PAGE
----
The Year of Care approach: developing a model and delivery programme for care and support planning in long term conditions within general practice

Sue Roberts*, Simon Eaton, Tracy Finch, Nick Lewis-Barned, Monique Lhussier, Lindsay Oliver, Tim Rapley, Dawn Temple-Scott

*Corresponding author for this work

Research output: Contribution to journalArticlepeer-review

3 Citations (Scopus)
9 Downloads (Pure)

Abstract

Background: People with long term conditions (LTCs) make most of the daily decisions and carry out the activities which affect their health and quality of life. Only a fraction of each contact with a health care professional (HCP) is spent supporting this. This paper describes how care and support planning (CSP) and an implementation framework to redesign services, were developed to address this in UK general practice. Focussed on what is important to each individual, CSP brings together traditional clinical issues and the person's lived experience in a solution focussed, forward looking conversation with an emphasis on 'people not diseases'. Methods: The components of CSP were developed in three health communities using diabetes as an exemplar. This model was extended and refined for other single conditions and multimorbidity across 40 sites and two nations, over 15 years. Working with local teams and communities the authors used theoretical models of care, implementation and spread, developing and tailoring training, support and resources to embed CSP as usual care, sharing learning across a community of practice. Results: The purpose, content, process, developmental hurdles and impact of this CSP model are described, alongside an implementation strategy. There is now a robust, reproducible five step model; preparation, conversation, recording, actions and review. Uniquely, preparation, involving information sharing with time for reflection, enables an uncluttered conversation with a professional focussed on what is important to each person. The components of the Year of Care House act as a checklist for implementation, a metaphor for their interdependence and a flexible framework. Spreading CSP involved developing exemplar practices and building capacity across local health communities. These reported improved patient experience, practitioner job satisfaction, health behaviours and outcomes, teamwork, practice organisation, resource use, and links with wider community activities. Conclusions: Tested in multiple settings, CSP is a reproducible and practical model of planned care applicable to all LTCs, with the capacity to be transformative for people with LTCs and health care professionals. It recaptures relational dimensions of care with transactional elements in the background. Options for applying this model and implementation framework at scale now need to be explored.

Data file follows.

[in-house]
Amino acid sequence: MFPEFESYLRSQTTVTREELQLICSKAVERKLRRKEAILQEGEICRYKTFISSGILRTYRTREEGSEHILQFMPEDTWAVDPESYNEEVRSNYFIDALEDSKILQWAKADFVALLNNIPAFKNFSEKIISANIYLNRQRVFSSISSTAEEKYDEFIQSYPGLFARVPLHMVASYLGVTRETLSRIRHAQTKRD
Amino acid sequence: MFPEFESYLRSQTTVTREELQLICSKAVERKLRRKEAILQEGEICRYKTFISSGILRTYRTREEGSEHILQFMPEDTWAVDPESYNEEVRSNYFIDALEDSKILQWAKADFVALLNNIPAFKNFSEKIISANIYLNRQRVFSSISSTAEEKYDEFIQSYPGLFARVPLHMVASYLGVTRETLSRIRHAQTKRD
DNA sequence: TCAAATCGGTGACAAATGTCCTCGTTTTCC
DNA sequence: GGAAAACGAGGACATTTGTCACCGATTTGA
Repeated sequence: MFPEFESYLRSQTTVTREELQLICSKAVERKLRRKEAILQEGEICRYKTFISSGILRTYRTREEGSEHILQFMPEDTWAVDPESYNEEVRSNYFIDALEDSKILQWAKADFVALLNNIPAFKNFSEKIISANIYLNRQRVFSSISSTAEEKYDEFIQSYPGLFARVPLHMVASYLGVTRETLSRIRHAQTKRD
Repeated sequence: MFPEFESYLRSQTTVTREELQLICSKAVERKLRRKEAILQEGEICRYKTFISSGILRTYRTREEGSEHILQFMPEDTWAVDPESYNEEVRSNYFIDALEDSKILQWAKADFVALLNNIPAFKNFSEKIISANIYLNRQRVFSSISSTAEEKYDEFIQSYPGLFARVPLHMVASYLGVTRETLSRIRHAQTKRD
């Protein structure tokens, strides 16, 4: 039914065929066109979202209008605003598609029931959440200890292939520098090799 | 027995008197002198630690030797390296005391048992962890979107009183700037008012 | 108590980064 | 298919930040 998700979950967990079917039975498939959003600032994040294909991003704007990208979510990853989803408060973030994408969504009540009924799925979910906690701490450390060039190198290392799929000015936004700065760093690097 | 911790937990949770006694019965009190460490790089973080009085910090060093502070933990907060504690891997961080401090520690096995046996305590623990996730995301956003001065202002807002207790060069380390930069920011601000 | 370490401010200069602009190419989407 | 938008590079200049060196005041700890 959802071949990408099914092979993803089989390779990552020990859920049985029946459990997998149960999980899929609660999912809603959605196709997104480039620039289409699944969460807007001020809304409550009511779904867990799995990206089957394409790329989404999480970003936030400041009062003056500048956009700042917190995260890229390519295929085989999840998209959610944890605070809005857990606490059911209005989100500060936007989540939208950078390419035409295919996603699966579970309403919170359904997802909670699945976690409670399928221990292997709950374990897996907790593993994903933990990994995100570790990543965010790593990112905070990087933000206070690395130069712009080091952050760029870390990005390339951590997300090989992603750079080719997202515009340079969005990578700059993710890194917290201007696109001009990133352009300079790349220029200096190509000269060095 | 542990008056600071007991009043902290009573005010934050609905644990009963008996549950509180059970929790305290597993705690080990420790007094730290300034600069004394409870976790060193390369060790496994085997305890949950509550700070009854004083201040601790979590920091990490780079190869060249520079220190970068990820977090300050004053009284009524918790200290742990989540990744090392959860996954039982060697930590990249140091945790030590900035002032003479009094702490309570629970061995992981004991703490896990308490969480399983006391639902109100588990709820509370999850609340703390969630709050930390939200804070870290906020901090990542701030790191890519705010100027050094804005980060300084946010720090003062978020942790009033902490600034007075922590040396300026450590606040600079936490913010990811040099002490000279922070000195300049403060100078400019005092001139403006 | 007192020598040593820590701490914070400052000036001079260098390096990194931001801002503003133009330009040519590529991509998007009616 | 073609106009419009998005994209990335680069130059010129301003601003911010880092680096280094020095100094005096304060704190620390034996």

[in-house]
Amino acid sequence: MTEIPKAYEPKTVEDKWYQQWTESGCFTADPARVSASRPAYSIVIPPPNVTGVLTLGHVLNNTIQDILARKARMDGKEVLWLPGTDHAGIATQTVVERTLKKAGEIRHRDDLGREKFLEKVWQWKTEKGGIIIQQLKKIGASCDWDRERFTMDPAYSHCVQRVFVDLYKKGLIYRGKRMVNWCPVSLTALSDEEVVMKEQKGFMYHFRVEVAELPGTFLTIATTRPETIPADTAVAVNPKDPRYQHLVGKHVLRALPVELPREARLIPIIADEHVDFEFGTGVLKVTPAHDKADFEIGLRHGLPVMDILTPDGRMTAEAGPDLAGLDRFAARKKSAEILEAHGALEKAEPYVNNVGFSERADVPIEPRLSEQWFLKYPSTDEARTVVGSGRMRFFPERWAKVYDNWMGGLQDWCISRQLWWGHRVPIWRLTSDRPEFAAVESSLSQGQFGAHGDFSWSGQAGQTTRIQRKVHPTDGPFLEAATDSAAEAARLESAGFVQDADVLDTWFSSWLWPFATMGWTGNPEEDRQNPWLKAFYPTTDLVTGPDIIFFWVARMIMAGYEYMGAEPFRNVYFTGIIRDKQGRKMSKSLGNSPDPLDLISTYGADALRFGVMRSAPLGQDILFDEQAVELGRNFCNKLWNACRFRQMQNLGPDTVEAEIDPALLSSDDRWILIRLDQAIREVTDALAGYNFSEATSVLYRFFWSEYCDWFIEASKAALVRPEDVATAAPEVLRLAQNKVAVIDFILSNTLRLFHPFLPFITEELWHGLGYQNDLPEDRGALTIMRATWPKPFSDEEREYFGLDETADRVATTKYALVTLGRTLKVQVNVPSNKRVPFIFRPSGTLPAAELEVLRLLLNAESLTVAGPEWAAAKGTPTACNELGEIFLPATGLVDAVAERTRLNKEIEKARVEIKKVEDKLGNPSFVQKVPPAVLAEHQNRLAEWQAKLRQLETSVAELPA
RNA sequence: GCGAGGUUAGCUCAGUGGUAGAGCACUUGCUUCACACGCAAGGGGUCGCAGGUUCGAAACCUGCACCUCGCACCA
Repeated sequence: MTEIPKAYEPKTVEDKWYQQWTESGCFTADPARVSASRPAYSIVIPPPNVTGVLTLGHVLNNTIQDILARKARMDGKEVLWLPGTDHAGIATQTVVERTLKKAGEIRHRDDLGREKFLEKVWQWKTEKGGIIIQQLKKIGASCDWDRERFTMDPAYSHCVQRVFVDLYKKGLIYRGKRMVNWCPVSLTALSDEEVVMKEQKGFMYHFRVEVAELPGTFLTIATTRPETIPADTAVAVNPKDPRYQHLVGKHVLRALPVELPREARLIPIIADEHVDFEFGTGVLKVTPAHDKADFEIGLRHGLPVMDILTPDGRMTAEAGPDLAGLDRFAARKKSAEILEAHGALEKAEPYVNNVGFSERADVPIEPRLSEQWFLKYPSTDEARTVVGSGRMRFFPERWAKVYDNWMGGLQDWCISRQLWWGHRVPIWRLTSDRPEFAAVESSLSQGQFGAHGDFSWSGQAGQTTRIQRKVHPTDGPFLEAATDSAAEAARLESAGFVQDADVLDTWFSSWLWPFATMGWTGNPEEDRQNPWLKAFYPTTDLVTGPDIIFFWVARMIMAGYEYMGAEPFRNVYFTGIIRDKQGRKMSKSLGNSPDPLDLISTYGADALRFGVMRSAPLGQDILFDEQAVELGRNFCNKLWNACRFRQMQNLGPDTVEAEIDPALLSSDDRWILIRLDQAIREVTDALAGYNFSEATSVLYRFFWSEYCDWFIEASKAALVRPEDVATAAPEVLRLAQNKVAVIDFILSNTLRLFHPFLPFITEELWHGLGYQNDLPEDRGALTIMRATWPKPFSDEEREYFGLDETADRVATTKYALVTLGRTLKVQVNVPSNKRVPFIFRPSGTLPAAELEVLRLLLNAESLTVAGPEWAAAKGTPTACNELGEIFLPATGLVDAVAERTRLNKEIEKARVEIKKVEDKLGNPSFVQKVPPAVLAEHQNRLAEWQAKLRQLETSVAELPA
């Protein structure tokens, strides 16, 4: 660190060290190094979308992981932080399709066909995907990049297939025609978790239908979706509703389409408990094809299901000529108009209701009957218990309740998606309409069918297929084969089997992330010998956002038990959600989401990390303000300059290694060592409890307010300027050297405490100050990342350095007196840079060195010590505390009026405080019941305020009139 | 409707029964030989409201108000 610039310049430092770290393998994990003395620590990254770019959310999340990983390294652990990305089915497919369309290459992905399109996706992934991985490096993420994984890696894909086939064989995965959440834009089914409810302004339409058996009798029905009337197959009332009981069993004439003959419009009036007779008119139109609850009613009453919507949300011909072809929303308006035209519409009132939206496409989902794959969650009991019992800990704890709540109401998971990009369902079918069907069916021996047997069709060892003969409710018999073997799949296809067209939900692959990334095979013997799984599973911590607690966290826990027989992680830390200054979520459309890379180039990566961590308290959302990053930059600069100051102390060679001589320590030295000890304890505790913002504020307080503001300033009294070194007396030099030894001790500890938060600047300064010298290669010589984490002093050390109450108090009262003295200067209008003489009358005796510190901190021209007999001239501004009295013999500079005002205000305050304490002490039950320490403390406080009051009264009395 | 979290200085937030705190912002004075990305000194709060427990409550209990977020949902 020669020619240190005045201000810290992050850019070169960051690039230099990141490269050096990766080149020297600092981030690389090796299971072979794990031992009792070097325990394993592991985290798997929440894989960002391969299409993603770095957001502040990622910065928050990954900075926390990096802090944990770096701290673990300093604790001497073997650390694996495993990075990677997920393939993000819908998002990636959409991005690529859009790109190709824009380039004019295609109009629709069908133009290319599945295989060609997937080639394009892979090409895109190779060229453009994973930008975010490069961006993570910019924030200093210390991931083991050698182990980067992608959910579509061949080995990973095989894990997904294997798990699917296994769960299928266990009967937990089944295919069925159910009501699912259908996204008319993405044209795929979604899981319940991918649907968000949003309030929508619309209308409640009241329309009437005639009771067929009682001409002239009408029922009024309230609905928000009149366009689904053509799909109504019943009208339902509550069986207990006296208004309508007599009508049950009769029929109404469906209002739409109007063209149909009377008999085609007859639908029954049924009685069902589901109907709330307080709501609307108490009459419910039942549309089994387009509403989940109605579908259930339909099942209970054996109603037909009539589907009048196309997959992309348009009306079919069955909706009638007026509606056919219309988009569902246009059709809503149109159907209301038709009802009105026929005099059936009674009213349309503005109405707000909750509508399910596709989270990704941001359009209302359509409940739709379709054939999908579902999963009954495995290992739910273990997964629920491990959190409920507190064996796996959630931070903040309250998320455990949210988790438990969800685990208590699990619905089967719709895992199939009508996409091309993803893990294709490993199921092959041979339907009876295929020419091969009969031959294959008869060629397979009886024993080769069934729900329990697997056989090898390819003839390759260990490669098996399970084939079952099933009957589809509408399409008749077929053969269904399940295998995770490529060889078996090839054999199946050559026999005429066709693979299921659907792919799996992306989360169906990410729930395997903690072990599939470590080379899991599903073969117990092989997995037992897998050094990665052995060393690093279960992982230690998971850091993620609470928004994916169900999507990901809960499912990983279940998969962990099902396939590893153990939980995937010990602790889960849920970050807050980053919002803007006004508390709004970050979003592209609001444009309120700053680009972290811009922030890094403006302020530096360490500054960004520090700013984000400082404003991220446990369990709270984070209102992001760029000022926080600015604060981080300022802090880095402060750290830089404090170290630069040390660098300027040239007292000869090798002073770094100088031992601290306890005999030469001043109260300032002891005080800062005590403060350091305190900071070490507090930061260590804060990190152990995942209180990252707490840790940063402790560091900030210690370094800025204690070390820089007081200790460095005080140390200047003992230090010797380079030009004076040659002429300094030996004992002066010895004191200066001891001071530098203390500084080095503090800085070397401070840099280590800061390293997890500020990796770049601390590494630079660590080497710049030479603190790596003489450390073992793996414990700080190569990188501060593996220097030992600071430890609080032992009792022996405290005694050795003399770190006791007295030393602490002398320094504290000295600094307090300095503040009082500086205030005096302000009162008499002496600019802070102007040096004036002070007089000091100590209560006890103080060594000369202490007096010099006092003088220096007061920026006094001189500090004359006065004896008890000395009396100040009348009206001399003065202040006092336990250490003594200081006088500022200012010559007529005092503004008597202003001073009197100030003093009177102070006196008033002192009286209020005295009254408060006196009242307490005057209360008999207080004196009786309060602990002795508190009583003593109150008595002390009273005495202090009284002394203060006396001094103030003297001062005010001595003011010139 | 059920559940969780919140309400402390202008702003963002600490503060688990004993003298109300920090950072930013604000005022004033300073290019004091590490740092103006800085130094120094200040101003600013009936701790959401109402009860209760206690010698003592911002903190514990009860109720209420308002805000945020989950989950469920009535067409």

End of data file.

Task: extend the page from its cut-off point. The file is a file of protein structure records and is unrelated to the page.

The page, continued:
Original languageEnglish
Article number153
JournalBMC Family Practice
Volume20
Issue number1
DOIs
Publication statusPublished - 8 Nov 2019

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